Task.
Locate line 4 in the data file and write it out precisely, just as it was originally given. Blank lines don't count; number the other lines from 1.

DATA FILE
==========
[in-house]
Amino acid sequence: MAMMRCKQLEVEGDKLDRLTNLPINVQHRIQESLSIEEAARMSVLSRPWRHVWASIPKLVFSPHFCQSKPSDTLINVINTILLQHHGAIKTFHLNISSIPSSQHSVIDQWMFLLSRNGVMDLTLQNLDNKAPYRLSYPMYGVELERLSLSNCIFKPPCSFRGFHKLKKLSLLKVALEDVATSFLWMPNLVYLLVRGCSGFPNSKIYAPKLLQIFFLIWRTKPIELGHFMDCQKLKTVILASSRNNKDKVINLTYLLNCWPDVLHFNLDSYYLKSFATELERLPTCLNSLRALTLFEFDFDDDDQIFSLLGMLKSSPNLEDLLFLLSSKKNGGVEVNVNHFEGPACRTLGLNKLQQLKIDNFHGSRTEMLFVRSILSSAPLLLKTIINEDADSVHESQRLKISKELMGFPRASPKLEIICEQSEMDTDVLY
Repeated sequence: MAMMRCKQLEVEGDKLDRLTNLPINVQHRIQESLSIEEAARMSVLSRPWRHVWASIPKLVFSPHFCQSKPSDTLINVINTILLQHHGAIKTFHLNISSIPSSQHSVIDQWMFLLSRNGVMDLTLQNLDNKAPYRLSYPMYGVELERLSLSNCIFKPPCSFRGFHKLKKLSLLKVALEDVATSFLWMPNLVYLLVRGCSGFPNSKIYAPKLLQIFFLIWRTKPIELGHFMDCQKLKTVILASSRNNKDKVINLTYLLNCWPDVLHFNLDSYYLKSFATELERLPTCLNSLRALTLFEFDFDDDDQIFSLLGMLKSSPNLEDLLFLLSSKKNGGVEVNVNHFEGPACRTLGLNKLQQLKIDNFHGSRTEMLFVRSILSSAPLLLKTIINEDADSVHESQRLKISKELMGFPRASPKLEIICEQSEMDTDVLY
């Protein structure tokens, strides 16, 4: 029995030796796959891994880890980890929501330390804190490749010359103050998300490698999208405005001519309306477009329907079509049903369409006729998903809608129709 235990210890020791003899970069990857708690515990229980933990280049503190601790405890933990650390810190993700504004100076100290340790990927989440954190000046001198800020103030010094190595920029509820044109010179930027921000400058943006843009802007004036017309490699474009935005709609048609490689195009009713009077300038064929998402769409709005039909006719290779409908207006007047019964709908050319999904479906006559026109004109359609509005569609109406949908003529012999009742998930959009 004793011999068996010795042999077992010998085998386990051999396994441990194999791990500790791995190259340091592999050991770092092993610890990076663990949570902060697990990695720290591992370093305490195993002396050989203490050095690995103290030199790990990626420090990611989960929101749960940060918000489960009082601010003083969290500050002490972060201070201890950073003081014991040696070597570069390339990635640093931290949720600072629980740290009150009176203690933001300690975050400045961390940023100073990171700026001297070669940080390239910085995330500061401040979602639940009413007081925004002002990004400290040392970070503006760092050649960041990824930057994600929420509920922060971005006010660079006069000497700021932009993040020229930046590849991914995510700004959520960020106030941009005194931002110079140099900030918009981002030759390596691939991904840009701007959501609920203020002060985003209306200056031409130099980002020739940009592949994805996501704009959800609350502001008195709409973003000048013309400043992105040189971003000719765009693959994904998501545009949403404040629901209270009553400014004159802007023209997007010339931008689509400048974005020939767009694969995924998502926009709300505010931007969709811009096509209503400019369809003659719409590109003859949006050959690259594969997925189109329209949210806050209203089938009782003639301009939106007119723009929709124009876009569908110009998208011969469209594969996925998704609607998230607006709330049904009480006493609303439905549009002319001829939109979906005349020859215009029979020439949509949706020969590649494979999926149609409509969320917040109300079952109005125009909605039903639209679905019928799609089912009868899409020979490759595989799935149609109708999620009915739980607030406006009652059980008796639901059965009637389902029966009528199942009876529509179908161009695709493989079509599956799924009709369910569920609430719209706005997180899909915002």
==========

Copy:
């Protein structure tokens, strides 16, 4: 029995030796796959891994880890980890929501330390804190490749010359103050998300490698999208405005001519309306477009329907079509049903369409006729998903809608129709 235990210890020791003899970069990857708690515990229980933990280049503190601790405890933990650390810190993700504004100076100290340790990927989440954190000046001198800020103030010094190595920029509820044109010179930027921000400058943006843009802007004036017309490699474009935005709609048609490689195009009713009077300038064929998402769409709005039909006719290779409908207006007047019964709908050319999904479906006559026109004109359609509005569609109406949908003529012999009742998930959009 004793011999068996010795042999077992010998085998386990051999396994441990194999791990500790791995190259340091592999050991770092092993610890990076663990949570902060697990990695720290591992370093305490195993002396050989203490050095690995103290030199790990990626420090990611989960929101749960940060918000489960009082601010003083969290500050002490972060201070201890950073003081014991040696070597570069390339990635640093931290949720600072629980740290009150009176203690933001300690975050400045961390940023100073990171700026001297070669940080390239910085995330500061401040979602639940009413007081925004002002990004400290040392970070503006760092050649960041990824930057994600929420509920922060971005006010660079006069000497700021932009993040020229930046590849991914995510700004959520960020106030941009005194931002110079140099900030918009981002030759390596691939991904840009701007959501609920203020002060985003209306200056031409130099980002020739940009592949994805996501704009959800609350502001008195709409973003000048013309400043992105040189971003000719765009693959994904998501545009949403404040629901209270009553400014004159802007023209997007010339931008689509400048974005020939767009694969995924998502926009709300505010931007969709811009096509209503400019369809003659719409590109003859949006050959690259594969997925189109329209949210806050209203089938009782003639301009939106007119723009929709124009876009569908110009998208011969469209594969996925998704609607998230607006709330049904009480006493609303439905549009002319001829939109979906005349020859215009029979020439949509949706020969590649494979999926149609409509969320917040109300079952109005125009909605039903639209679905019928799609089912009868899409020979490759595989799935149609109708999620009915739980607030406006009652059980008796639901059965009637389902029966009528199942009876529509179908161009695709493989079509599956799924009709369910569920609430719209706005997180899909915002």